Awareness Color: White
Awareness Month/Day(s): November
Lung cancer is the uncontrolled growth of abnormal cells in one or both lungs. These abnormal cells do not carry out the functions of normal cells and do not develop into healthy lung tissue. As they grow, the abnormal cells can form tumors and impede the function of the lung, which is to provide oxygen to the body via the blood.
There are two main types of lung cancer, non-small cell lung cancer and small cell lung cancer. These names refer to how the cancers look under a microscope to a pathologist.
Most cancers are non-small cell. There are subtypes of non-small cell lung cancer. Because different types of lung cancer are treated differently, your oncologist will determine exactly what treatment is best for you.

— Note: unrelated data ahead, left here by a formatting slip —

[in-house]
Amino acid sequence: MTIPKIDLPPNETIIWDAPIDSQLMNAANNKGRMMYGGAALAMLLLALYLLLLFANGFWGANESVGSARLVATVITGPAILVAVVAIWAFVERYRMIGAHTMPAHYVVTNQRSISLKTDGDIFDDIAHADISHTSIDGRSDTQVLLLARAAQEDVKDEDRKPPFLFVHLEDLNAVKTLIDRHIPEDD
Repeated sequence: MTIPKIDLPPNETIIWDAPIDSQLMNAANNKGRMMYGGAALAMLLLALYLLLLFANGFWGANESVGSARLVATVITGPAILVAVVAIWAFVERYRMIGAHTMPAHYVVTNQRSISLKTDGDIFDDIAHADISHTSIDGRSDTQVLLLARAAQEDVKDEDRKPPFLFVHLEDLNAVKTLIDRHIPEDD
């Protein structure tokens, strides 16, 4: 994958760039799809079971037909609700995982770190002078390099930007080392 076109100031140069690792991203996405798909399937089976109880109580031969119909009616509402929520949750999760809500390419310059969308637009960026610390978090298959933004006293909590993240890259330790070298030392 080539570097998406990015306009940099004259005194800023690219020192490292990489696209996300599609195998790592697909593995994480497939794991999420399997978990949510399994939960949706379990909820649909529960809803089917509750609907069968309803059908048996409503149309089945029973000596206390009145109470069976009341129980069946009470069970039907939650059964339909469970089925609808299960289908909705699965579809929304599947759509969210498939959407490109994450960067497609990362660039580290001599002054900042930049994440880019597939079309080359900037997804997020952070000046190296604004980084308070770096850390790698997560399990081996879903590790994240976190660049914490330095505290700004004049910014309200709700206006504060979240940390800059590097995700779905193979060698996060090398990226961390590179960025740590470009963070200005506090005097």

By far, the most important risk for lung cancer is smoking tobacco. Nearly 87% of all lung cancers in the United States are smoking-related. Quitting smoking helps to reduce that risk.
Exposure to secondhand smoke also increases the risk of lung cancer. According to the 2006 Surgeon General's Report on the effects of secondhand smoke, nonsmokers exposed to secondhand smoke at home or at work increase their risk of developing lung cancer by 20 percent to 30 percent. Secondhand smoke also increases the risk of heart disease and other ailments.
*Sources: From LungCancer.org, http://www.lungcancer.org/reading/
Cancer that forms in tissues of the lung, usually in the cells lining air passages. The two main types are small cell lung cancer and non-small cell lung cancer. These types are diagnosed based on how the cells look under a microscope. Estimated new cases and deaths from lung cancer (non-small cell and small cell combined) in the United States in 2014: • New cases: 224,210 • Deaths: 159,260